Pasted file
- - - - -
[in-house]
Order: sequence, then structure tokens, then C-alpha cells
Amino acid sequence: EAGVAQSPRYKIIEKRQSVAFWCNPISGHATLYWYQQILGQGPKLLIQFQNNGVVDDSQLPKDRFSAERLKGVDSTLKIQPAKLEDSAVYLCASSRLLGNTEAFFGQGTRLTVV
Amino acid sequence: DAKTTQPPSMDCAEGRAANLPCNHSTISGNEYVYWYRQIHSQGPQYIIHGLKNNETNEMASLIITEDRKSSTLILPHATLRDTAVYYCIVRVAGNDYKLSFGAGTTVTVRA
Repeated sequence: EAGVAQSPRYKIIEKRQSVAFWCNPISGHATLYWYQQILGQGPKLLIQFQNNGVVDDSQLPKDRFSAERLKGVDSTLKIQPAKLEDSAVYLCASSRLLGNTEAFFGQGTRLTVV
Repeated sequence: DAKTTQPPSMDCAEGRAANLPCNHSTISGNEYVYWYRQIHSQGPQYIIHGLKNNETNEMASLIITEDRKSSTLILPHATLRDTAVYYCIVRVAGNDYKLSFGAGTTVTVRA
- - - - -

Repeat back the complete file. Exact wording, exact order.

[in-house]
Order: sequence, then structure tokens, then C-alpha cells
Amino acid sequence: EAGVAQSPRYKIIEKRQSVAFWCNPISGHATLYWYQQILGQGPKLLIQFQNNGVVDDSQLPKDRFSAERLKGVDSTLKIQPAKLEDSAVYLCASSRLLGNTEAFFGQGTRLTVV
Amino acid sequence: DAKTTQPPSMDCAEGRAANLPCNHSTISGNEYVYWYRQIHSQGPQYIIHGLKNNETNEMASLIITEDRKSSTLILPHATLRDTAVYYCIVRVAGNDYKLSFGAGTTVTVRA
Repeated sequence: EAGVAQSPRYKIIEKRQSVAFWCNPISGHATLYWYQQILGQGPKLLIQFQNNGVVDDSQLPKDRFSAERLKGVDSTLKIQPAKLEDSAVYLCASSRLLGNTEAFFGQGTRLTVV
Repeated sequence: DAKTTQPPSMDCAEGRAANLPCNHSTISGNEYVYWYRQIHSQGPQYIIHGLKNNETNEMASLIITEDRKSSTLILPHATLRDTAVYYCIVRVAGNDYKLSFGAGTTVTVRA